Randomized program

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A randomized policy is a distribution over the policy set, LaTeX: X, that describes a policy as a random variable. This is not restricted to stochastic programs. The randomized form is called a randomized program, and it is the following semi-infinite program in response space:

LaTeX: 
\max \sum_{x} w(x) f(x) : w \in W, \sum_x w(x)g(x) \le 0, \sum_x w(x)h(x) = 0,

where LaTeX: \textstyle W = \left \{w: X \to [0, 1]: w(x) > 0 for finitely many LaTeX: x \in X, and LaTeX: \textstyle \sum_x w(x) = 1.

In this form, the randomized program is an ordinary linear program if LaTeX: X is finite. More generally, the definition of LaTeX: W renders the summations well defined. One could interpret LaTeX: w as a randomized policy: use LaTeX: x with probability LaTeX: w(x). A pure strategy is when LaTeX: w(x^*) = 1 for some LaTeX: x^* (so LaTeX: w(x)=0 for LaTeX: \textstyle x \ne x^*); otherwise, LaTeX: w is called a mixed strategy.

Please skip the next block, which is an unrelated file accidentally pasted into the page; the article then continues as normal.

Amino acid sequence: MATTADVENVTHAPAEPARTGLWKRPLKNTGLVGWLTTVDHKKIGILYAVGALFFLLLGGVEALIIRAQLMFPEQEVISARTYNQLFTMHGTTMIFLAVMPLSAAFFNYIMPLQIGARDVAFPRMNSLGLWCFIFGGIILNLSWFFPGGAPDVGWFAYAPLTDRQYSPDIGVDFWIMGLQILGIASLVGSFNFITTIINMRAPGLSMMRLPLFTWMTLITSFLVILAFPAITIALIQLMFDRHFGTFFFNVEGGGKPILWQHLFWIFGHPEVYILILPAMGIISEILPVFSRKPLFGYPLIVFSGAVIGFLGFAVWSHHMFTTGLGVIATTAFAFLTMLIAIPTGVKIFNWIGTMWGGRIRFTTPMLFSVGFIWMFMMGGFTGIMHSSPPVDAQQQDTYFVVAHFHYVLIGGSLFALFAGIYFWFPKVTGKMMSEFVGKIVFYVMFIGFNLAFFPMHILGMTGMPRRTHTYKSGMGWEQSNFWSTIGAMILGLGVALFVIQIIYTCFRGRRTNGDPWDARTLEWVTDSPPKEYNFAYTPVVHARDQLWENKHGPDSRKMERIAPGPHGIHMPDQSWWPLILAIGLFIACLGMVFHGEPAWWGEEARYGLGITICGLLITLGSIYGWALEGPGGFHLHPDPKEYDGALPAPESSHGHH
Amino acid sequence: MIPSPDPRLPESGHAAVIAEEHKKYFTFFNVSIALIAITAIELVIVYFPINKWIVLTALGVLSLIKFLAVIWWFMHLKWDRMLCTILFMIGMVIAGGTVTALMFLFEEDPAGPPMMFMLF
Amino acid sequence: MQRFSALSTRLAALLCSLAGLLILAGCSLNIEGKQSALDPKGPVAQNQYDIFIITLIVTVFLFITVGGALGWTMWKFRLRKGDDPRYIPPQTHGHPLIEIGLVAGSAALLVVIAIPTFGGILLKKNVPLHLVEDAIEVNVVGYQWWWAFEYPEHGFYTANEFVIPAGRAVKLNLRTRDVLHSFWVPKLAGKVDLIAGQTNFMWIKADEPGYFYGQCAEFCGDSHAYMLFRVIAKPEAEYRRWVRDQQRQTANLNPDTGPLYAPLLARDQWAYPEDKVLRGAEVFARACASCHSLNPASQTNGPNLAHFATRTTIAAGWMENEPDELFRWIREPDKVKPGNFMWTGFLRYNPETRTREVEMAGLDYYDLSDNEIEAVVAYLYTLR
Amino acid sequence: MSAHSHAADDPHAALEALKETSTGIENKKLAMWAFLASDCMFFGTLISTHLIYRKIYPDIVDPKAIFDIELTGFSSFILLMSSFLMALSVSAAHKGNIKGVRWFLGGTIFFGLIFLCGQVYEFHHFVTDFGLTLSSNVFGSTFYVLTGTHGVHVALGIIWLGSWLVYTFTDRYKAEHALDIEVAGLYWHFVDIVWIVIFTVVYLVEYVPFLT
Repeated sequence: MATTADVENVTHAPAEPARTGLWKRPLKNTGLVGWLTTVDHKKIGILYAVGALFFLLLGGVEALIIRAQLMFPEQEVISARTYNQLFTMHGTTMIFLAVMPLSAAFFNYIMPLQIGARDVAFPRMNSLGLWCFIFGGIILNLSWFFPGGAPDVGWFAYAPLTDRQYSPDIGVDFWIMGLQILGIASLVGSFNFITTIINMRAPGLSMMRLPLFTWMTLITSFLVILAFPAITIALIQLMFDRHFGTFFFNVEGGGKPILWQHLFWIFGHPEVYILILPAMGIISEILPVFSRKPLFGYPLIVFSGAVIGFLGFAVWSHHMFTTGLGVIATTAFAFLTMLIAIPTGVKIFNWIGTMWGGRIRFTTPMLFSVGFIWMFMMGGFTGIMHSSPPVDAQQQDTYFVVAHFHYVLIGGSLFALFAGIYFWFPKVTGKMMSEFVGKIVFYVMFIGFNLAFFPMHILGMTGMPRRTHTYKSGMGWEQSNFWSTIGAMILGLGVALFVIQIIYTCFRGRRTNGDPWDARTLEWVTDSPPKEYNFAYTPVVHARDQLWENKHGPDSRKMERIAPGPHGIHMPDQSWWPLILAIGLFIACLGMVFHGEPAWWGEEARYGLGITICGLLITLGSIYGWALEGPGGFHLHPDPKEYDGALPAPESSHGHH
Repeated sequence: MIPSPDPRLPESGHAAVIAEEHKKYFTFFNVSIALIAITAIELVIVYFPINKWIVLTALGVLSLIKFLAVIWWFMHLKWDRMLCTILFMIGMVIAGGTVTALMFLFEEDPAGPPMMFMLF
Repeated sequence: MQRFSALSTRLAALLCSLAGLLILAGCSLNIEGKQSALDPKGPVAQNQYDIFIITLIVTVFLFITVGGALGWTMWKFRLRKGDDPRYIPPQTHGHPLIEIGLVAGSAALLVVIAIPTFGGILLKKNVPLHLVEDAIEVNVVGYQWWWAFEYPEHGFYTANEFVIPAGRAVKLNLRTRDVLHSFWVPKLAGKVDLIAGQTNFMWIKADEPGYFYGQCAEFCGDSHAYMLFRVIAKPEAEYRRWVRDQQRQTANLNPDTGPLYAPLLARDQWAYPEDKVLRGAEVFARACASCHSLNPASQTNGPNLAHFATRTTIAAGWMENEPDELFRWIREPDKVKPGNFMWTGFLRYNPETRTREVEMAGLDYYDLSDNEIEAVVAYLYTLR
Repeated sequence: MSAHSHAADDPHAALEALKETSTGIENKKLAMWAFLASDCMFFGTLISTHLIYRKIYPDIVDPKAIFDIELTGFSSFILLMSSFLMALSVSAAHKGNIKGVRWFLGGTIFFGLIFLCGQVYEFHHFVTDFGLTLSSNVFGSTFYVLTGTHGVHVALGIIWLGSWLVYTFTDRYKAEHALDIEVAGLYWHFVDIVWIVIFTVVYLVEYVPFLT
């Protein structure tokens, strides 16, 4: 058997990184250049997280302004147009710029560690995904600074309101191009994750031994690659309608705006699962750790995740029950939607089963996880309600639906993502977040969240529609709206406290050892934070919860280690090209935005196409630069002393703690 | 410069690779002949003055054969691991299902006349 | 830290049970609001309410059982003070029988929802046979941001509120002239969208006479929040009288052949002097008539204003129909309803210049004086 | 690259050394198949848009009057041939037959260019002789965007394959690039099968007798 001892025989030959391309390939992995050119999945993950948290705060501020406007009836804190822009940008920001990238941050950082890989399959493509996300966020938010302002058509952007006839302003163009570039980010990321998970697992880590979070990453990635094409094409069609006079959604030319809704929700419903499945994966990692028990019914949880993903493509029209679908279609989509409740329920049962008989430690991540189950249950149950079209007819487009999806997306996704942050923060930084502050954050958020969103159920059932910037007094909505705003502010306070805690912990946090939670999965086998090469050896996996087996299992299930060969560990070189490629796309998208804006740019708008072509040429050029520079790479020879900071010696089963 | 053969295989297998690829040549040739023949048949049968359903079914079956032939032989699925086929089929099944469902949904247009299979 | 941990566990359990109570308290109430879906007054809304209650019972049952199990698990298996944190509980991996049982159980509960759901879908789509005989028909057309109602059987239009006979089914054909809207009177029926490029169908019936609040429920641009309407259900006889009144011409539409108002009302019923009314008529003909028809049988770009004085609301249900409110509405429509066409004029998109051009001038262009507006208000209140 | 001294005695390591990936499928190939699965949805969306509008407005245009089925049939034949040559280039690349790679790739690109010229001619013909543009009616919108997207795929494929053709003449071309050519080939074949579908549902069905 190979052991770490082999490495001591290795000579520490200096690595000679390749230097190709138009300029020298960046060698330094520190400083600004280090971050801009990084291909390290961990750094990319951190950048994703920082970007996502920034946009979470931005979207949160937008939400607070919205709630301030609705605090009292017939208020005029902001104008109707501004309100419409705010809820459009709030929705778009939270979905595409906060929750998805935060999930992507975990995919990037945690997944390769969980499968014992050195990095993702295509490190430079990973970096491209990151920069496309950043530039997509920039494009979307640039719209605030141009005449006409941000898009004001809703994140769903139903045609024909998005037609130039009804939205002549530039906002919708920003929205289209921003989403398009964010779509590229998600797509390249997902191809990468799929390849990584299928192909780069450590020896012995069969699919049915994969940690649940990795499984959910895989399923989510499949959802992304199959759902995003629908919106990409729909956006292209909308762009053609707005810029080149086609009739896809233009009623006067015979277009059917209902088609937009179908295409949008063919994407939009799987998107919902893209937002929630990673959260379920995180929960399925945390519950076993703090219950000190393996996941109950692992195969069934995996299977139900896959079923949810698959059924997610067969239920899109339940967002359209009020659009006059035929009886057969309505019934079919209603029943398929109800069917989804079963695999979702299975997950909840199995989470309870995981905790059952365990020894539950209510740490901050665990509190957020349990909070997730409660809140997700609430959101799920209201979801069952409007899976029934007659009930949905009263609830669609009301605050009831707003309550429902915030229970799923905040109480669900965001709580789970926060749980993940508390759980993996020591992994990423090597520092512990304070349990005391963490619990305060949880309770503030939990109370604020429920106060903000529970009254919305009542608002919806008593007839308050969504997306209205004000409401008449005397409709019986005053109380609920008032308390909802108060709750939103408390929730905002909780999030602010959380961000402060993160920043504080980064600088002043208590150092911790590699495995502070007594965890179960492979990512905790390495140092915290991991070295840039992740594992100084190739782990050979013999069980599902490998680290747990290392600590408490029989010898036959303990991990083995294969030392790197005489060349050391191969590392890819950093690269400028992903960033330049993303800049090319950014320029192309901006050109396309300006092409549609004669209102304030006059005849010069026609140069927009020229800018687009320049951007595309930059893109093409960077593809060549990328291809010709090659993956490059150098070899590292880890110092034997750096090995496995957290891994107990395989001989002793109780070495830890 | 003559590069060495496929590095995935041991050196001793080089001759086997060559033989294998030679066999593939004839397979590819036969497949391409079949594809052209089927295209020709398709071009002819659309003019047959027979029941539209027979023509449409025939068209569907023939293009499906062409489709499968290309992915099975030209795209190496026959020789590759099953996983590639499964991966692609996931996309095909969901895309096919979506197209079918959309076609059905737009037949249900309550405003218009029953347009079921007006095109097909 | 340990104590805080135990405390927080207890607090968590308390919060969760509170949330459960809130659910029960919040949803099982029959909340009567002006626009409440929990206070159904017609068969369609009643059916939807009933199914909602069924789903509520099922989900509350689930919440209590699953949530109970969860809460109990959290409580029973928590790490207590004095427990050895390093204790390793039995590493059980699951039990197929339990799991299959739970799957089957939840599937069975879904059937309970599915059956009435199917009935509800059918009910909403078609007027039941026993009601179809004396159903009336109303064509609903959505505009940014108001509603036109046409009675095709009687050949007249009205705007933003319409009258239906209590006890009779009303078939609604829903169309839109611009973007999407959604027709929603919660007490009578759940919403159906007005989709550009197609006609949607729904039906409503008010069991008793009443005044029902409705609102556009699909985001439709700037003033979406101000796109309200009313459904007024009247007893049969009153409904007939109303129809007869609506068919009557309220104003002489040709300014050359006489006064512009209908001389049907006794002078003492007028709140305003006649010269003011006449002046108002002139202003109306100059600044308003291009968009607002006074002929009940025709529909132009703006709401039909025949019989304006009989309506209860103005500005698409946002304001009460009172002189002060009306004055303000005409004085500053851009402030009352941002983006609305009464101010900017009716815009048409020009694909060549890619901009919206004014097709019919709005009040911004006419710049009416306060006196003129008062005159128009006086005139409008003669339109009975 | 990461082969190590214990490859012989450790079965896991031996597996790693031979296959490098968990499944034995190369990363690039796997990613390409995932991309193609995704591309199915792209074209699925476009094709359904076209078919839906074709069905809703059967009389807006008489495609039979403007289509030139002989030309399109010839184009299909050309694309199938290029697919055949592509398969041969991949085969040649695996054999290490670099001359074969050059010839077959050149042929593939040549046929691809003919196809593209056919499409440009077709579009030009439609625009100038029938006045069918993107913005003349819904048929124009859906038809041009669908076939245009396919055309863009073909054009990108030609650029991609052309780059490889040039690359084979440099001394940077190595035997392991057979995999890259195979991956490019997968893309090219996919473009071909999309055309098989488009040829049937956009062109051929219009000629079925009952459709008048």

One key fact is that the solutions to the original mathematical program (in standard form) correspond to pure strategies in this randomized form. Further, a key to the Lagrangian Strong Duality Theorem is that every mixed strategy is dominated by a pure strategy. Moreover, this underlies the Generalized Lagrange Multiplier method, and there is no loss in optimality to restrict mixed strategies to satisfy the Haar condition: LaTeX: \textstyle \left | \{ x: w(x) > 0 \} \right | \le m+1.


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